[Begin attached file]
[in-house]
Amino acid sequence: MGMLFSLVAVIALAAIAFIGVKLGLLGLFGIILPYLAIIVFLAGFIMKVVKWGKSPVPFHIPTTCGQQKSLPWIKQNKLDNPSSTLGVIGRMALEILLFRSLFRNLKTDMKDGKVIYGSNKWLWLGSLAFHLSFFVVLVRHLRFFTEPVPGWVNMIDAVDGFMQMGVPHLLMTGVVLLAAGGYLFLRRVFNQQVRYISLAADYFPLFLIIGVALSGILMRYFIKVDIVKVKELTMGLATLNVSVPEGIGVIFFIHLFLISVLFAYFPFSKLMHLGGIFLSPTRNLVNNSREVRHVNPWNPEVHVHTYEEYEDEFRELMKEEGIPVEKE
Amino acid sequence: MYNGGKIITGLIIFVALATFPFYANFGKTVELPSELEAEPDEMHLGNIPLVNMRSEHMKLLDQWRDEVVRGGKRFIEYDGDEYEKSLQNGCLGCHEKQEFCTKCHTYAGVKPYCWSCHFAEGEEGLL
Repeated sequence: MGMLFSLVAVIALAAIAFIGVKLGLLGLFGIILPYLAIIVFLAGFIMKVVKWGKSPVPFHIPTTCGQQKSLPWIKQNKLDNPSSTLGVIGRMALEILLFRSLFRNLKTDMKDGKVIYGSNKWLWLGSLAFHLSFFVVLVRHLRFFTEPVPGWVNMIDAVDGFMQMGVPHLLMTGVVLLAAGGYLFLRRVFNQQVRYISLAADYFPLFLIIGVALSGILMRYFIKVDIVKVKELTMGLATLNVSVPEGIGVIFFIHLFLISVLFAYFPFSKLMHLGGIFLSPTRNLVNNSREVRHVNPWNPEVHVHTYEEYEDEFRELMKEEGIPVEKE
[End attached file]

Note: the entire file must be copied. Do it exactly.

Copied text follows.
[in-house]
Amino acid sequence: MGMLFSLVAVIALAAIAFIGVKLGLLGLFGIILPYLAIIVFLAGFIMKVVKWGKSPVPFHIPTTCGQQKSLPWIKQNKLDNPSSTLGVIGRMALEILLFRSLFRNLKTDMKDGKVIYGSNKWLWLGSLAFHLSFFVVLVRHLRFFTEPVPGWVNMIDAVDGFMQMGVPHLLMTGVVLLAAGGYLFLRRVFNQQVRYISLAADYFPLFLIIGVALSGILMRYFIKVDIVKVKELTMGLATLNVSVPEGIGVIFFIHLFLISVLFAYFPFSKLMHLGGIFLSPTRNLVNNSREVRHVNPWNPEVHVHTYEEYEDEFRELMKEEGIPVEKE
Amino acid sequence: MYNGGKIITGLIIFVALATFPFYANFGKTVELPSELEAEPDEMHLGNIPLVNMRSEHMKLLDQWRDEVVRGGKRFIEYDGDEYEKSLQNGCLGCHEKQEFCTKCHTYAGVKPYCWSCHFAEGEEGLL
Repeated sequence: MGMLFSLVAVIALAAIAFIGVKLGLLGLFGIILPYLAIIVFLAGFIMKVVKWGKSPVPFHIPTTCGQQKSLPWIKQNKLDNPSSTLGVIGRMALEILLFRSLFRNLKTDMKDGKVIYGSNKWLWLGSLAFHLSFFVVLVRHLRFFTEPVPGWVNMIDAVDGFMQMGVPHLLMTGVVLLAAGGYLFLRRVFNQQVRYISLAADYFPLFLIIGVALSGILMRYFIKVDIVKVKELTMGLATLNVSVPEGIGVIFFIHLFLISVLFAYFPFSKLMHLGGIFLSPTRNLVNNSREVRHVNPWNPEVHVHTYEEYEDEFRELMKEEGIPVEKE